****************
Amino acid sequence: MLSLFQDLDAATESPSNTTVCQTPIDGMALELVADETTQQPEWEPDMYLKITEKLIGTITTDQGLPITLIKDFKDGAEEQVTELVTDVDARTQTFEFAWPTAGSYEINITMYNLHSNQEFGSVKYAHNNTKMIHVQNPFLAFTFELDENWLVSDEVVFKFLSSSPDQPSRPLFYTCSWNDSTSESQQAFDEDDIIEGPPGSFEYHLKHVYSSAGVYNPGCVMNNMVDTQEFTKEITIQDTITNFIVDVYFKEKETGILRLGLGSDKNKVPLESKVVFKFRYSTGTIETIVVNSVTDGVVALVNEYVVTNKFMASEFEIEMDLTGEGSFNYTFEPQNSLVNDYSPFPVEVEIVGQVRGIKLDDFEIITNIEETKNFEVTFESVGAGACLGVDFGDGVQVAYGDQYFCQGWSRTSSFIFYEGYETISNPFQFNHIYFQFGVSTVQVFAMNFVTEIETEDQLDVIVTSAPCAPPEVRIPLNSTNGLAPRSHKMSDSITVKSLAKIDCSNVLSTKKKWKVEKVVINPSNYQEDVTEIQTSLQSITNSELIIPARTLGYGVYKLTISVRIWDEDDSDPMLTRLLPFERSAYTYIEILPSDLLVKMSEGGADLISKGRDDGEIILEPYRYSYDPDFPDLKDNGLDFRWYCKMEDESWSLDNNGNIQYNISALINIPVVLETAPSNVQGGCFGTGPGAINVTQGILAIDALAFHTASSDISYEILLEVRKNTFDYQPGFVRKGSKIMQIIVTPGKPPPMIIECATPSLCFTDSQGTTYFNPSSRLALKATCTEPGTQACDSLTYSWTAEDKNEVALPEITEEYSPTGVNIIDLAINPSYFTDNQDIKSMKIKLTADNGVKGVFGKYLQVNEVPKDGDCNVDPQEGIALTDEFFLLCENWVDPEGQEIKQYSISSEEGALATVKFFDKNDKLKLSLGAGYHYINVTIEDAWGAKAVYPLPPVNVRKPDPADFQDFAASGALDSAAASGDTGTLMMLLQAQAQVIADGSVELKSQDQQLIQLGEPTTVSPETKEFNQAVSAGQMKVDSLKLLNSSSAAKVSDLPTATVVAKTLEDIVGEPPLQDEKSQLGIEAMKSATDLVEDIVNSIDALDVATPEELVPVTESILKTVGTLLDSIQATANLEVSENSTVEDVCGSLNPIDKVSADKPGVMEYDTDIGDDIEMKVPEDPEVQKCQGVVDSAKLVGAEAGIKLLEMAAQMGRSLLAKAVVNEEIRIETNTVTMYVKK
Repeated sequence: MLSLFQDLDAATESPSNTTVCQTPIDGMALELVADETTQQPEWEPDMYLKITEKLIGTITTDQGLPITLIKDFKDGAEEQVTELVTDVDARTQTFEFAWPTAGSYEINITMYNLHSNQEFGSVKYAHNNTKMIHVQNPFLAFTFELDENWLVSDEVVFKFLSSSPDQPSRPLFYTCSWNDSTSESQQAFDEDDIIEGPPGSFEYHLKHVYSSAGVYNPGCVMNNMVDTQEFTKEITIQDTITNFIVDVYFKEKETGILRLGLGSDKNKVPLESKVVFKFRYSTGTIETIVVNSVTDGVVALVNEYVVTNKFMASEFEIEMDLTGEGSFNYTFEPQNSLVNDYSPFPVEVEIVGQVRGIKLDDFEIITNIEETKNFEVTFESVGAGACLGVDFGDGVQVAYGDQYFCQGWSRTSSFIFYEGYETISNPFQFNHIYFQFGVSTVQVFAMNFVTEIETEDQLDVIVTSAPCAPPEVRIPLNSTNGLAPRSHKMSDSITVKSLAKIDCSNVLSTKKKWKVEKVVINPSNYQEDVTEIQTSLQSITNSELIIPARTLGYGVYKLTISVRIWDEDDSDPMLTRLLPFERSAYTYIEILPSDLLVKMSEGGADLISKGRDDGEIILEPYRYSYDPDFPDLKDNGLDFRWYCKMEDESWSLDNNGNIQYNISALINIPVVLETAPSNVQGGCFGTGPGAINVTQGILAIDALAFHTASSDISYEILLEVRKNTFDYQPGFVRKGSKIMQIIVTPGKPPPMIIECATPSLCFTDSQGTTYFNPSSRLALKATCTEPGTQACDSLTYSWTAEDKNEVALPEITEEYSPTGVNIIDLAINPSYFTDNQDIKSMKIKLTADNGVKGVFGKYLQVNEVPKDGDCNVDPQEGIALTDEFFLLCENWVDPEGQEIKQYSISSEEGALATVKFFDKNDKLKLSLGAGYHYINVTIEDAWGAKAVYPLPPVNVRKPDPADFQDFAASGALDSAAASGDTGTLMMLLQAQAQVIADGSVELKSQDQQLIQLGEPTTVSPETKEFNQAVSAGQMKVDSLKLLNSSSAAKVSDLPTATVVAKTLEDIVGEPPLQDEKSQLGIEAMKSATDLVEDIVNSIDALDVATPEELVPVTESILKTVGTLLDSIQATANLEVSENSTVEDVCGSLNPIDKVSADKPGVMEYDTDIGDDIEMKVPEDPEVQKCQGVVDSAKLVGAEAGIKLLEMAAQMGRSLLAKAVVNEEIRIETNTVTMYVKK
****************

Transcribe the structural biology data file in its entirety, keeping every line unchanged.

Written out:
Amino acid sequence: MLSLFQDLDAATESPSNTTVCQTPIDGMALELVADETTQQPEWEPDMYLKITEKLIGTITTDQGLPITLIKDFKDGAEEQVTELVTDVDARTQTFEFAWPTAGSYEINITMYNLHSNQEFGSVKYAHNNTKMIHVQNPFLAFTFELDENWLVSDEVVFKFLSSSPDQPSRPLFYTCSWNDSTSESQQAFDEDDIIEGPPGSFEYHLKHVYSSAGVYNPGCVMNNMVDTQEFTKEITIQDTITNFIVDVYFKEKETGILRLGLGSDKNKVPLESKVVFKFRYSTGTIETIVVNSVTDGVVALVNEYVVTNKFMASEFEIEMDLTGEGSFNYTFEPQNSLVNDYSPFPVEVEIVGQVRGIKLDDFEIITNIEETKNFEVTFESVGAGACLGVDFGDGVQVAYGDQYFCQGWSRTSSFIFYEGYETISNPFQFNHIYFQFGVSTVQVFAMNFVTEIETEDQLDVIVTSAPCAPPEVRIPLNSTNGLAPRSHKMSDSITVKSLAKIDCSNVLSTKKKWKVEKVVINPSNYQEDVTEIQTSLQSITNSELIIPARTLGYGVYKLTISVRIWDEDDSDPMLTRLLPFERSAYTYIEILPSDLLVKMSEGGADLISKGRDDGEIILEPYRYSYDPDFPDLKDNGLDFRWYCKMEDESWSLDNNGNIQYNISALINIPVVLETAPSNVQGGCFGTGPGAINVTQGILAIDALAFHTASSDISYEILLEVRKNTFDYQPGFVRKGSKIMQIIVTPGKPPPMIIECATPSLCFTDSQGTTYFNPSSRLALKATCTEPGTQACDSLTYSWTAEDKNEVALPEITEEYSPTGVNIIDLAINPSYFTDNQDIKSMKIKLTADNGVKGVFGKYLQVNEVPKDGDCNVDPQEGIALTDEFFLLCENWVDPEGQEIKQYSISSEEGALATVKFFDKNDKLKLSLGAGYHYINVTIEDAWGAKAVYPLPPVNVRKPDPADFQDFAASGALDSAAASGDTGTLMMLLQAQAQVIADGSVELKSQDQQLIQLGEPTTVSPETKEFNQAVSAGQMKVDSLKLLNSSSAAKVSDLPTATVVAKTLEDIVGEPPLQDEKSQLGIEAMKSATDLVEDIVNSIDALDVATPEELVPVTESILKTVGTLLDSIQATANLEVSENSTVEDVCGSLNPIDKVSADKPGVMEYDTDIGDDIEMKVPEDPEVQKCQGVVDSAKLVGAEAGIKLLEMAAQMGRSLLAKAVVNEEIRIETNTVTMYVKK
Repeated sequence: MLSLFQDLDAATESPSNTTVCQTPIDGMALELVADETTQQPEWEPDMYLKITEKLIGTITTDQGLPITLIKDFKDGAEEQVTELVTDVDARTQTFEFAWPTAGSYEINITMYNLHSNQEFGSVKYAHNNTKMIHVQNPFLAFTFELDENWLVSDEVVFKFLSSSPDQPSRPLFYTCSWNDSTSESQQAFDEDDIIEGPPGSFEYHLKHVYSSAGVYNPGCVMNNMVDTQEFTKEITIQDTITNFIVDVYFKEKETGILRLGLGSDKNKVPLESKVVFKFRYSTGTIETIVVNSVTDGVVALVNEYVVTNKFMASEFEIEMDLTGEGSFNYTFEPQNSLVNDYSPFPVEVEIVGQVRGIKLDDFEIITNIEETKNFEVTFESVGAGACLGVDFGDGVQVAYGDQYFCQGWSRTSSFIFYEGYETISNPFQFNHIYFQFGVSTVQVFAMNFVTEIETEDQLDVIVTSAPCAPPEVRIPLNSTNGLAPRSHKMSDSITVKSLAKIDCSNVLSTKKKWKVEKVVINPSNYQEDVTEIQTSLQSITNSELIIPARTLGYGVYKLTISVRIWDEDDSDPMLTRLLPFERSAYTYIEILPSDLLVKMSEGGADLISKGRDDGEIILEPYRYSYDPDFPDLKDNGLDFRWYCKMEDESWSLDNNGNIQYNISALINIPVVLETAPSNVQGGCFGTGPGAINVTQGILAIDALAFHTASSDISYEILLEVRKNTFDYQPGFVRKGSKIMQIIVTPGKPPPMIIECATPSLCFTDSQGTTYFNPSSRLALKATCTEPGTQACDSLTYSWTAEDKNEVALPEITEEYSPTGVNIIDLAINPSYFTDNQDIKSMKIKLTADNGVKGVFGKYLQVNEVPKDGDCNVDPQEGIALTDEFFLLCENWVDPEGQEIKQYSISSEEGALATVKFFDKNDKLKLSLGAGYHYINVTIEDAWGAKAVYPLPPVNVRKPDPADFQDFAASGALDSAAASGDTGTLMMLLQAQAQVIADGSVELKSQDQQLIQLGEPTTVSPETKEFNQAVSAGQMKVDSLKLLNSSSAAKVSDLPTATVVAKTLEDIVGEPPLQDEKSQLGIEAMKSATDLVEDIVNSIDALDVATPEELVPVTESILKTVGTLLDSIQATANLEVSENSTVEDVCGSLNPIDKVSADKPGVMEYDTDIGDDIEMKVPEDPEVQKCQGVVDSAKLVGAEAGIKLLEMAAQMGRSLLAKAVVNEEIRIETNTVTMYVKK